An illustration of Seattle sights, including KEXP, the public library, and the Monorail
Eroyn Franklin/CityLab

Writer Hanna Brooks Olsen guides CityLab through the Emerald City.

Travel Like You Live Here is a series in which wonky locals show CityLab around their home turf.

When CityLab wanted to visit Seattle—that laid-back outpost transformed by a white-hot housing market and influx of tech riches—we tapped the local writer Hanna Brooks Olsen to show us around. From 2013 to 2017, Olsen was the editor-in-chief of Seattlish, which went deep on wonky, hyper-local issues from housing to land use and ballot initiatives.

On Twitter, Olsen is a big-time Seattle booster, nudging folks to read up and get involved in local politics. “In a city as small as Seattle, we have the option to know exactly who is putting money into campaigns we don’t agree with,” she says. The site—which has currently scaled back its operations—helped kindle community around projects like the Compassionate Business Index, a collaboration that rounded up outposts with an eye for social good.

Here are Olsen’s picks for what CityLabbers should do in the Emerald City.


The Museum of History and Industry (Joshua Lewis)

“The Museum of History and Industry (860 Terry Ave N) is the best place to start on city history,” Olsen says. “Read all the plaques!” Don’t miss the chronicles of the Seattle fire and a staggering infrastructural undertaking that spanned decades. In 1892, engineers began leveling and regrading portions of the city. Work wrapped 32 years later.

Then make your way to the Burke Museum (corner of 17th Ave NE and NE 45th St.), a natural history collection with particular emphasis on the area’s indigenous population. Artifacts include Coast Salish baskets and masks, brought into conversation with work by contemporary artists who are keeping traditions alive. “Seattle is very much Indian country. We are here in Seattle because of a broken treaty,” Olsen says.

The library’s soaring atrium (Joshua Lewis)

Designed by Rem Koolhaas, the Seattle Public Library’s Central Branch (1000 Fourth Ave) is a glass-paneled showstopper. In addition to being an architectural monument, Brooks says it’s also a place to take in sweeping views of the city. (Plus: They have books.)


Bedlam is lovingly grungy. (Joshua Lewis)

Coffee shops are a great place to curl up and wait out the drizzle. For a taste of old-school PNW grunge, try Bedlam (2231 2nd Ave) which “feels like Seattle used to feel in the ‘90s,” Olsen says. “Mismatched furniture, overstuffed couches with rips, everything smells vaguely like coffee and cigarettes, weekly papers all over the ground, baristas are kind of crabby but you love it.”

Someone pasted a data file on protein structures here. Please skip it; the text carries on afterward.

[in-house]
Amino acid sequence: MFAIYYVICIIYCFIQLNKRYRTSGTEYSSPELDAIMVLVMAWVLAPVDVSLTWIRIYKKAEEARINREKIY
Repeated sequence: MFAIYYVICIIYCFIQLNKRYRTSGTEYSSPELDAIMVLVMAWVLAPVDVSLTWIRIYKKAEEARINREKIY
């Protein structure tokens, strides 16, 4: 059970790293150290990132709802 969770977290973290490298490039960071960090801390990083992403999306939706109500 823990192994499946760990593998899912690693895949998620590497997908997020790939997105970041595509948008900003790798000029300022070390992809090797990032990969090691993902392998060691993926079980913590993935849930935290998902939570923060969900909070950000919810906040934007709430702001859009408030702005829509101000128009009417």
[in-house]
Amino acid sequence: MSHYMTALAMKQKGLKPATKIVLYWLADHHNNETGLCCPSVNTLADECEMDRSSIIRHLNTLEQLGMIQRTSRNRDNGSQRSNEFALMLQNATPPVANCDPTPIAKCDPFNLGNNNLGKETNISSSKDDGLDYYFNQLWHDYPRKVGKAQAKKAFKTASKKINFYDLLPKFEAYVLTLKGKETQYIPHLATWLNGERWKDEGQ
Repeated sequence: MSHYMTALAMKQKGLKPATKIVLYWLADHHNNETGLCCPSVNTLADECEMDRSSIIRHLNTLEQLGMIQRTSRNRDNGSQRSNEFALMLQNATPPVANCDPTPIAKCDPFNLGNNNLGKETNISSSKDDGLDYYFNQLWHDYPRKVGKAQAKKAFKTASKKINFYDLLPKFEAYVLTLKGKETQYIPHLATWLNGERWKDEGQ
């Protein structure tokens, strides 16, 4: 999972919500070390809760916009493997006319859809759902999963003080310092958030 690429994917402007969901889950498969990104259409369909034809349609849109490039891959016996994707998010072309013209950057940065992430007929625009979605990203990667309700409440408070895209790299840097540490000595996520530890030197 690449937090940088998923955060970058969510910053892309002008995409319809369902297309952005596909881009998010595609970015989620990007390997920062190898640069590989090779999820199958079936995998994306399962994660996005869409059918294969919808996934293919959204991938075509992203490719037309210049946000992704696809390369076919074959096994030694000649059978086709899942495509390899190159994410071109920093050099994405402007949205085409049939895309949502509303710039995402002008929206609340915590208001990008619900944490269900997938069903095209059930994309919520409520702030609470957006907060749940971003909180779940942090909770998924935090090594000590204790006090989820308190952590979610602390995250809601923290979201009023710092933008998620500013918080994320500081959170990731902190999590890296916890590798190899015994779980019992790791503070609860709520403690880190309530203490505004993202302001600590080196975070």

For beer and pizza, Olsen recommends heading over to Bill’s Off Broadway (725 E Pine St), which withstood redevelopment in a wacky way. The watering hole shuttered for two years while its row house was transformed into a mixed-use building with 200 apartment units. It reopened in 2015. “A lot of times, with development, we don’t get stuff back, and we got this back,” Olsen says. “It’s totally back to being part of the neighborhood.”  


If you have to huddle up with your computer, at least listen to good music while you do it. (Joshua Lewis)

If you need to bang out some emails, head over to the KEXP headquarters (Seattle Center). The indie public radio station’s digs include a buzzing room open to everyone. “They have this space with couches that’s also a coffee shop, and it’s a cool way to integrate the radio station with the city,” Olsen says.


On stage at the Jewelbox (Joshua Lewis)

For readings, comedy nights, or shows, Olsen suggests the Jewelbox Theater (2322 2nd Ave), tucked behind The Rendezvous. “It’s beer-soaked and sticky, and the green room is covered in writing,” Olsen says, and it’s a solid choice for film screenings or burlesque performances.

The Vera Project (Seattle Center) is the go-to for all-ages shows, and also hosts community organizing workshops and silkscreen classes.

Get Around

All aboard. (Joshua Lewis)

Seattle’s bus (and streetcar) system will help you traverse the city’s arteries. But don’t forgot about the vintage Monorail, built for the 1962 World’s Fair. “People don’t think of it as our method of transportation, but it totally is,” Olsen says. Hop on at Seattle Center or Westlake Center.

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